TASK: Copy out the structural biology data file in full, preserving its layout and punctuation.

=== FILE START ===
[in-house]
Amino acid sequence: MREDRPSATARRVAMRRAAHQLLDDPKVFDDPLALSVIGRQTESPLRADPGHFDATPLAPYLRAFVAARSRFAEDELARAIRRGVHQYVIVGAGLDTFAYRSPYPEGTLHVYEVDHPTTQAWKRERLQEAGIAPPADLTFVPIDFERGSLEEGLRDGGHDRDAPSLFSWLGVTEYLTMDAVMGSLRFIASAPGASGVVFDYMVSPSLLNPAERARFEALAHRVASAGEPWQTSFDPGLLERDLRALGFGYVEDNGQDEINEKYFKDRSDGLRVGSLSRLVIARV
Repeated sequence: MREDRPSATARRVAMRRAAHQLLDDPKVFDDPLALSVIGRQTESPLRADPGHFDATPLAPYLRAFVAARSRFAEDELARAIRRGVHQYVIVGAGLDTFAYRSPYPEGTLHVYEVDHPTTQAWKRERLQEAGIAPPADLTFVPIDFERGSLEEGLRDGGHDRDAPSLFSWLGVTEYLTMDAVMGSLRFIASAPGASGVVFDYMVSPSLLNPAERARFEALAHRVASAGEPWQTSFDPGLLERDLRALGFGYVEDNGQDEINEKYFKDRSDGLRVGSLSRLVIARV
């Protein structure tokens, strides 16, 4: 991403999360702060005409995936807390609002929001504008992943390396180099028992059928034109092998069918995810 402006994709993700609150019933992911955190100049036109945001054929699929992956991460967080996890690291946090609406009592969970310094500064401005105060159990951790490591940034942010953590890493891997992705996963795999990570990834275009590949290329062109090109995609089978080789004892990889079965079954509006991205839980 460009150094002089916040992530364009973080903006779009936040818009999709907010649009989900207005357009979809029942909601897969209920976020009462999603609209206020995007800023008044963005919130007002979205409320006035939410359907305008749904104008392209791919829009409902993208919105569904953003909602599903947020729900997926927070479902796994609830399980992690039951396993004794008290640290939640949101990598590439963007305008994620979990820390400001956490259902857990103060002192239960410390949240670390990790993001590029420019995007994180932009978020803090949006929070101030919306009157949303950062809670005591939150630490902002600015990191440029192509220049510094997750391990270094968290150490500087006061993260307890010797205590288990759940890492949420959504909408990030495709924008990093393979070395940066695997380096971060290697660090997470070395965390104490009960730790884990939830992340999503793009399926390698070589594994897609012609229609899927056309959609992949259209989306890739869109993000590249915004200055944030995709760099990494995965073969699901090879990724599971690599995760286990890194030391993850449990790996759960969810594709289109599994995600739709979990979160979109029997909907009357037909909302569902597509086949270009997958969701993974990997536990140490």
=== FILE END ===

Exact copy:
[in-house]
Amino acid sequence: MREDRPSATARRVAMRRAAHQLLDDPKVFDDPLALSVIGRQTESPLRADPGHFDATPLAPYLRAFVAARSRFAEDELARAIRRGVHQYVIVGAGLDTFAYRSPYPEGTLHVYEVDHPTTQAWKRERLQEAGIAPPADLTFVPIDFERGSLEEGLRDGGHDRDAPSLFSWLGVTEYLTMDAVMGSLRFIASAPGASGVVFDYMVSPSLLNPAERARFEALAHRVASAGEPWQTSFDPGLLERDLRALGFGYVEDNGQDEINEKYFKDRSDGLRVGSLSRLVIARV
Repeated sequence: MREDRPSATARRVAMRRAAHQLLDDPKVFDDPLALSVIGRQTESPLRADPGHFDATPLAPYLRAFVAARSRFAEDELARAIRRGVHQYVIVGAGLDTFAYRSPYPEGTLHVYEVDHPTTQAWKRERLQEAGIAPPADLTFVPIDFERGSLEEGLRDGGHDRDAPSLFSWLGVTEYLTMDAVMGSLRFIASAPGASGVVFDYMVSPSLLNPAERARFEALAHRVASAGEPWQTSFDPGLLERDLRALGFGYVEDNGQDEINEKYFKDRSDGLRVGSLSRLVIARV
């Protein structure tokens, strides 16, 4: 991403999360702060005409995936807390609002929001504008992943390396180099028992059928034109092998069918995810 402006994709993700609150019933992911955190100049036109945001054929699929992956991460967080996890690291946090609406009592969970310094500064401005105060159990951790490591940034942010953590890493891997992705996963795999990570990834275009590949290329062109090109995609089978080789004892990889079965079954509006991205839980 460009150094002089916040992530364009973080903006779009936040818009999709907010649009989900207005357009979809029942909601897969209920976020009462999603609209206020995007800023008044963005919130007002979205409320006035939410359907305008749904104008392209791919829009409902993208919105569904953003909602599903947020729900997926927070479902796994609830399980992690039951396993004794008290640290939640949101990598590439963007305008994620979990820390400001956490259902857990103060002192239960410390949240670390990790993001590029420019995007994180932009978020803090949006929070101030919306009157949303950062809670005591939150630490902002600015990191440029192509220049510094997750391990270094968290150490500087006061993260307890010797205590288990759940890492949420959504909408990030495709924008990093393979070395940066695997380096971060290697660090997470070395965390104490009960730790884990939830992340999503793009399926390698070589594994897609012609229609899927056309959609992949259209989306890739869109993000590249915004200055944030995709760099990494995965073969699901090879990724599971690599995760286990890194030391993850449990790996759960969810594709289109599994995600739709979990979160979109029997909907009357037909909302569902597509086949270009997958969701993974990997536990140490």